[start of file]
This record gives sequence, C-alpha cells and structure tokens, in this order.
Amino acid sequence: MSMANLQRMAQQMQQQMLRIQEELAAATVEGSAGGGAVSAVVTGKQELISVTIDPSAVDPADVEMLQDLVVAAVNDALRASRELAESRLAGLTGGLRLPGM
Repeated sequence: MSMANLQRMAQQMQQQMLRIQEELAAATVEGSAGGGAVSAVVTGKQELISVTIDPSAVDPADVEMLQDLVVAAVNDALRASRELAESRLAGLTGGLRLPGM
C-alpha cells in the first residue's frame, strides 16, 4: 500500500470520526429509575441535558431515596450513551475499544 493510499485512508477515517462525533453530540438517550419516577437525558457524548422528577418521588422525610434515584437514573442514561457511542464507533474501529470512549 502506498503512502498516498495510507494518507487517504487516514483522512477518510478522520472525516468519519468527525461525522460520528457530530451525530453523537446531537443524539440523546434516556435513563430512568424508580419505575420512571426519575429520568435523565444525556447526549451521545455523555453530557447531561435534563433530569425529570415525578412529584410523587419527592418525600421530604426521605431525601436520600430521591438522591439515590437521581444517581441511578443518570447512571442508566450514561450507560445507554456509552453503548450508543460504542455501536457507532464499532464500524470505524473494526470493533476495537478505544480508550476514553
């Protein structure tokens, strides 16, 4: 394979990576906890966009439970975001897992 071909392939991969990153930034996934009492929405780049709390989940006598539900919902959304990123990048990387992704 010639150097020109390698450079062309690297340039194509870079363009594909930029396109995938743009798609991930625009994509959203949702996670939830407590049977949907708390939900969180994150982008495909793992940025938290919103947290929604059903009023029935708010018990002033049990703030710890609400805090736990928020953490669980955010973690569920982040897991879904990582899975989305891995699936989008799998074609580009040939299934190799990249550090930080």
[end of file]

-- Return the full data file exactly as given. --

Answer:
This record gives sequence, C-alpha cells and structure tokens, in this order.
Amino acid sequence: MSMANLQRMAQQMQQQMLRIQEELAAATVEGSAGGGAVSAVVTGKQELISVTIDPSAVDPADVEMLQDLVVAAVNDALRASRELAESRLAGLTGGLRLPGM
Repeated sequence: MSMANLQRMAQQMQQQMLRIQEELAAATVEGSAGGGAVSAVVTGKQELISVTIDPSAVDPADVEMLQDLVVAAVNDALRASRELAESRLAGLTGGLRLPGM
C-alpha cells in the first residue's frame, strides 16, 4: 500500500470520526429509575441535558431515596450513551475499544 493510499485512508477515517462525533453530540438517550419516577437525558457524548422528577418521588422525610434515584437514573442514561457511542464507533474501529470512549 502506498503512502498516498495510507494518507487517504487516514483522512477518510478522520472525516468519519468527525461525522460520528457530530451525530453523537446531537443524539440523546434516556435513563430512568424508580419505575420512571426519575429520568435523565444525556447526549451521545455523555453530557447531561435534563433530569425529570415525578412529584410523587419527592418525600421530604426521605431525601436520600430521591438522591439515590437521581444517581441511578443518570447512571442508566450514561450507560445507554456509552453503548450508543460504542455501536457507532464499532464500524470505524473494526470493533476495537478505544480508550476514553
């Protein structure tokens, strides 16, 4: 394979990576906890966009439970975001897992 071909392939991969990153930034996934009492929405780049709390989940006598539900919902959304990123990048990387992704 010639150097020109390698450079062309690297340039194509870079363009594909930029396109995938743009798609991930625009994509959203949702996670939830407590049977949907708390939900969180994150982008495909793992940025938290919103947290929604059903009023029935708010018990002033049990703030710890609400805090736990928020953490669980955010973690569920982040897991879904990582899975989305891995699936989008799998074609580009040939299934190799990249550090930080």